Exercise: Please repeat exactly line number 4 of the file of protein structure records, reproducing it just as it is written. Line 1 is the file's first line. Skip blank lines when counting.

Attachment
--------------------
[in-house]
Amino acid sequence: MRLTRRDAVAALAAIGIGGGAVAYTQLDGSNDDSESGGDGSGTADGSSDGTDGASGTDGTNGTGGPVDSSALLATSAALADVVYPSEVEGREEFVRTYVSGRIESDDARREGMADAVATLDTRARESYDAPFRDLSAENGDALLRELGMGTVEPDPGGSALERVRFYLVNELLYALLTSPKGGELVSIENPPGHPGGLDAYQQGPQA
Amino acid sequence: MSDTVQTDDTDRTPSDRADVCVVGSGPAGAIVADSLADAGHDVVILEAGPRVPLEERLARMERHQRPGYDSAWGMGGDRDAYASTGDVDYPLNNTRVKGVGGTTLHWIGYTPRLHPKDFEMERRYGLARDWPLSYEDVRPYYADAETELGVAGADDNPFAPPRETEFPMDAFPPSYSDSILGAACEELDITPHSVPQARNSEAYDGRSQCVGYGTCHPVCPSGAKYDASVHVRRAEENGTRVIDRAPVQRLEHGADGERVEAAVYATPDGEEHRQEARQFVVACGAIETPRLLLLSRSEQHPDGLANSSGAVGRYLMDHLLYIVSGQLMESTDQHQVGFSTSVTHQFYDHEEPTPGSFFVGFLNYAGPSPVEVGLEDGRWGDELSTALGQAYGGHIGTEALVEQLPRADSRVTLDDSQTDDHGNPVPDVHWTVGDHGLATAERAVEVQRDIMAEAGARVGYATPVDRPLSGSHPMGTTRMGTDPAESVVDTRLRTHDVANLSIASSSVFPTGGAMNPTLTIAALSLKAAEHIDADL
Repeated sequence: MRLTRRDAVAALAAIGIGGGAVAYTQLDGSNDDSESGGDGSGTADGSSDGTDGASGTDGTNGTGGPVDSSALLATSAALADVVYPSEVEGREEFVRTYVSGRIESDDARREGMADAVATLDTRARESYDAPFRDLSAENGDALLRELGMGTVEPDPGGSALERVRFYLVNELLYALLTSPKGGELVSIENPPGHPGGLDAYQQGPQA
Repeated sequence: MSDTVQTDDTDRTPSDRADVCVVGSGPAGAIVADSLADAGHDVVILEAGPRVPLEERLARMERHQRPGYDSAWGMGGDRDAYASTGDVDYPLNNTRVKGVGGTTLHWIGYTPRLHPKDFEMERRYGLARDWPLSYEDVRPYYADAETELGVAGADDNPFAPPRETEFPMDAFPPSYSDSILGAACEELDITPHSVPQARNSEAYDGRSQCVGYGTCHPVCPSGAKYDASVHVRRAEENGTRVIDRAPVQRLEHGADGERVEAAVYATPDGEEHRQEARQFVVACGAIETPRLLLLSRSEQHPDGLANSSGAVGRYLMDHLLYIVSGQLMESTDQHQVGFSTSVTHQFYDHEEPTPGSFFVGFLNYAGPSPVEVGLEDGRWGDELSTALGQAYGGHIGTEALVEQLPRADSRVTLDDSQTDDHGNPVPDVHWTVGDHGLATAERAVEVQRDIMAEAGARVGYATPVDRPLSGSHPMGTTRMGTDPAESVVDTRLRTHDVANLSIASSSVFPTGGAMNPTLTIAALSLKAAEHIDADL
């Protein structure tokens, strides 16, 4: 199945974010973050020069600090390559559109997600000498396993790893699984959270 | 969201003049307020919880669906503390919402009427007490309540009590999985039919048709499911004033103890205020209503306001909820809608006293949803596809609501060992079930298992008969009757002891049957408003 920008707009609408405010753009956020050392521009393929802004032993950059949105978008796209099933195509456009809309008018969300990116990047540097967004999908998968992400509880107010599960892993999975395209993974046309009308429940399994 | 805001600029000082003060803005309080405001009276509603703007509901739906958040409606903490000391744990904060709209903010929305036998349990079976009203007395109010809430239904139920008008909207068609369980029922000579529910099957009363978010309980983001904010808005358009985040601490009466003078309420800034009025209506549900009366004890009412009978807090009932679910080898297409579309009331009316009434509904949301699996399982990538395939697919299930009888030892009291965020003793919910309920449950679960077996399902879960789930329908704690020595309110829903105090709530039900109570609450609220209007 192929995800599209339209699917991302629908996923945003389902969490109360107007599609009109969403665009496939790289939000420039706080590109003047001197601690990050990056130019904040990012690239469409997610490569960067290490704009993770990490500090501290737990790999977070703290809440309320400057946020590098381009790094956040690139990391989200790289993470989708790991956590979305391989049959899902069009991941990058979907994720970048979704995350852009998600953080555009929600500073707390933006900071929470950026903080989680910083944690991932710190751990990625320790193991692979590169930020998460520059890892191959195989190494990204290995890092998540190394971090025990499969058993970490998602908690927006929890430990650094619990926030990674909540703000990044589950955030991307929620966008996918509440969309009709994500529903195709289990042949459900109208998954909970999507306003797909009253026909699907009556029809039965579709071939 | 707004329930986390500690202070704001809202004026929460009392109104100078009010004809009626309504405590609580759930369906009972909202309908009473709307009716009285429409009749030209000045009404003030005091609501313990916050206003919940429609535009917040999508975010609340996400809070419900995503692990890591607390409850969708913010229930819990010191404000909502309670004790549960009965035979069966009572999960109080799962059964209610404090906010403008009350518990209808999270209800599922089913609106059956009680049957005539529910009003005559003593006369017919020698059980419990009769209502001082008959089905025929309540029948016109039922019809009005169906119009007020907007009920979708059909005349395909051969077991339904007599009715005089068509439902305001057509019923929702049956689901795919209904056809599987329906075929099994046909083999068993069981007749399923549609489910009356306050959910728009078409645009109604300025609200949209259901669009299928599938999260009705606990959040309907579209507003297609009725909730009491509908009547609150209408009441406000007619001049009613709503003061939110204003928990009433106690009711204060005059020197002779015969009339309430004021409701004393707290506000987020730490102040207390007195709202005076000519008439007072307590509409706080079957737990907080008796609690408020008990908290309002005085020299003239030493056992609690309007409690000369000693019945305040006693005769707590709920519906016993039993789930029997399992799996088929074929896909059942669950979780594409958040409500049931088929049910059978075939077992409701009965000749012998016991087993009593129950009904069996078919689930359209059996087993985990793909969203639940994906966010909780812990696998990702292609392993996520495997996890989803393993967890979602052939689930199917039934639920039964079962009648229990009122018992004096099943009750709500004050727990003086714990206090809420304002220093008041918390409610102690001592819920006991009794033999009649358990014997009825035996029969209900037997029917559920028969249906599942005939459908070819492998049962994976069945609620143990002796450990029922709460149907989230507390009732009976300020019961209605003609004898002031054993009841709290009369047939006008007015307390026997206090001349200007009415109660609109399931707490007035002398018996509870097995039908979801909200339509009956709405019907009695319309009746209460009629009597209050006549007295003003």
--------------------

Repeated sequence: MRLTRRDAVAALAAIGIGGGAVAYTQLDGSNDDSESGGDGSGTADGSSDGTDGASGTDGTNGTGGPVDSSALLATSAALADVVYPSEVEGREEFVRTYVSGRIESDDARREGMADAVATLDTRARESYDAPFRDLSAENGDALLRELGMGTVEPDPGGSALERVRFYLVNELLYALLTSPKGGELVSIENPPGHPGGLDAYQQGPQA